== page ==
House of Commons Hansard #131 of the 41st Parliament, 1st Session. (The original version is on Parliament's site.) The word of the day was changes.

Topics

Opposition Motion—Employment Insurance
Business of Supply
Government Orders

3:50 p.m.

Conservative

Denis Lebel Roberval—Lac-Saint-Jean, QC

Mr. Speaker, an advertising campaign targets the entire population.

As more people are already working, an advertising campaign would not target needs. Those who have lost their jobs have needs. In future, these workers will receive job notices twice a day electronically. There are definitely many changes to employment insurance, changes that are positive and progressive because we are increasing automation in the system. We will increase availability of the information. We believe that workers will find out about everything available in their area much more quickly and completely.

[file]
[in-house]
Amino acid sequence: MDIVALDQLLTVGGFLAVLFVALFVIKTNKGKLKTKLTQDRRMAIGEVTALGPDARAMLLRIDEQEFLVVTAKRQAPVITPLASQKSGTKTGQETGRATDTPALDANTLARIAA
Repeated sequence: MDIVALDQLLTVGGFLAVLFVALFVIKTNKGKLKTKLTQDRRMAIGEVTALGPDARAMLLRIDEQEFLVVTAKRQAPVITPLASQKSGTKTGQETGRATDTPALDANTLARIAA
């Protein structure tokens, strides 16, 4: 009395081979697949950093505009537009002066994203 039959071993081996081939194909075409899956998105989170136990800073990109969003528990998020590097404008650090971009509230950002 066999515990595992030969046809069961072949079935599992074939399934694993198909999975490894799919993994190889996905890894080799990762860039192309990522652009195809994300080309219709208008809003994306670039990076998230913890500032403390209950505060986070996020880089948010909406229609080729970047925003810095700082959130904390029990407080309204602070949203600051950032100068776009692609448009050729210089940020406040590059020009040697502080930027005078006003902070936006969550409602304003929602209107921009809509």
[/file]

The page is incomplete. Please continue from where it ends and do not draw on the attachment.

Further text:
Opposition Motion—Employment Insurance
Business of Supply
Government Orders

3:50 p.m.

Conservative

Kelly Block Saskatoon—Rosetown—Biggar, SK

Mr. Speaker, I want to thank the hon. minister for his comments. I think he spoke very well to the proposed changes that we would make and also to some of the challenges that we are facing across our country.

I come from a province that is facing the challenges of connecting Canadians to available jobs. I wonder if he could clarify for the members opposite exactly what we are doing that would address this issue.

Opposition Motion—Employment Insurance
Business of Supply
Government Orders

3:50 p.m.

Conservative

Denis Lebel Roberval—Lac-Saint-Jean, QC

Mr. Speaker, I will have a chance to be in Saskatoon, Saskatchewan, tomorrow to have some discussions about this issue. That is not the main purpose, but there will be some discussions.

We want employees to know what jobs are offered and available. We want to find jobs for people at the best salaries possible in order to help them and their families.

Opposition Motion—Employment Insurance
Business of Supply